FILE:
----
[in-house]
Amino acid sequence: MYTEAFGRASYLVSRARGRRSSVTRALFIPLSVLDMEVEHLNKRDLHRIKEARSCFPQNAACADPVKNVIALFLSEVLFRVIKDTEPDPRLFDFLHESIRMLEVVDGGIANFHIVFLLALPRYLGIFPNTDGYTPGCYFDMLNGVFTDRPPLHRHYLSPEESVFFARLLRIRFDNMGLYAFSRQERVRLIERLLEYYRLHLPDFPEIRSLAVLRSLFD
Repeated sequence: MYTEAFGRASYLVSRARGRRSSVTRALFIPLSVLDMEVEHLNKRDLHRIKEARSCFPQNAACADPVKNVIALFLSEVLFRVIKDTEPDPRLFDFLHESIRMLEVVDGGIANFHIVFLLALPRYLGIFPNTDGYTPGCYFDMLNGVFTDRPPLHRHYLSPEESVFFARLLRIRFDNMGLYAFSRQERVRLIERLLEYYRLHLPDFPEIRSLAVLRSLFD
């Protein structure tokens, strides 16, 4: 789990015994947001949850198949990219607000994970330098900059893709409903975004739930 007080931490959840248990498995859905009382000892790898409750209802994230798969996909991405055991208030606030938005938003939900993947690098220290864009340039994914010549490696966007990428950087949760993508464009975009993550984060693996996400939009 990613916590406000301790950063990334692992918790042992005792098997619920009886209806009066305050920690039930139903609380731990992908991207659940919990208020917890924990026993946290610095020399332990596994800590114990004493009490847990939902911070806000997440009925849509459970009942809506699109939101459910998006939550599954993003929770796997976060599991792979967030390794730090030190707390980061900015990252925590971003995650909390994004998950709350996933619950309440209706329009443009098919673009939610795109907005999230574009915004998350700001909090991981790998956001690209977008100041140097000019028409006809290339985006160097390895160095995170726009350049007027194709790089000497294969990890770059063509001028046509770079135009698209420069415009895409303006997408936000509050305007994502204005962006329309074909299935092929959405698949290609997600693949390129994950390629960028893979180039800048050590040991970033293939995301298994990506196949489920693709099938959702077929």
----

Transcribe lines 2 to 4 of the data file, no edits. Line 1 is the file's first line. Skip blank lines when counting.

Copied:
Amino acid sequence: MYTEAFGRASYLVSRARGRRSSVTRALFIPLSVLDMEVEHLNKRDLHRIKEARSCFPQNAACADPVKNVIALFLSEVLFRVIKDTEPDPRLFDFLHESIRMLEVVDGGIANFHIVFLLALPRYLGIFPNTDGYTPGCYFDMLNGVFTDRPPLHRHYLSPEESVFFARLLRIRFDNMGLYAFSRQERVRLIERLLEYYRLHLPDFPEIRSLAVLRSLFD
Repeated sequence: MYTEAFGRASYLVSRARGRRSSVTRALFIPLSVLDMEVEHLNKRDLHRIKEARSCFPQNAACADPVKNVIALFLSEVLFRVIKDTEPDPRLFDFLHESIRMLEVVDGGIANFHIVFLLALPRYLGIFPNTDGYTPGCYFDMLNGVFTDRPPLHRHYLSPEESVFFARLLRIRFDNMGLYAFSRQERVRLIERLLEYYRLHLPDFPEIRSLAVLRSLFD
């Protein structure tokens, strides 16, 4: 789990015994947001949850198949990219607000994970330098900059893709409903975004739930 007080931490959840248990498995859905009382000892790898409750209802994230798969996909991405055991208030606030938005938003939900993947690098220290864009340039994914010549490696966007990428950087949760993508464009975009993550984060693996996400939009 990613916590406000301790950063990334692992918790042992005792098997619920009886209806009066305050920690039930139903609380731990992908991207659940919990208020917890924990026993946290610095020399332990596994800590114990004493009490847990939902911070806000997440009925849509459970009942809506699109939101459910998006939550599954993003929770796997976060599991792979967030390794730090030190707390980061900015990252925590971003995650909390994004998950709350996933619950309440209706329009443009098919673009939610795109907005999230574009915004998350700001909090991981790998956001690209977008100041140097000019028409006809290339985006160097390895160095995170726009350049007027194709790089000497294969990890770059063509001028046509770079135009698209420069415009895409303006997408936000509050305007994502204005962006329309074909299935092929959405698949290609997600693949390129994950390629960028893979180039800048050590040991970033293939995301298994990506196949489920693709099938959702077929």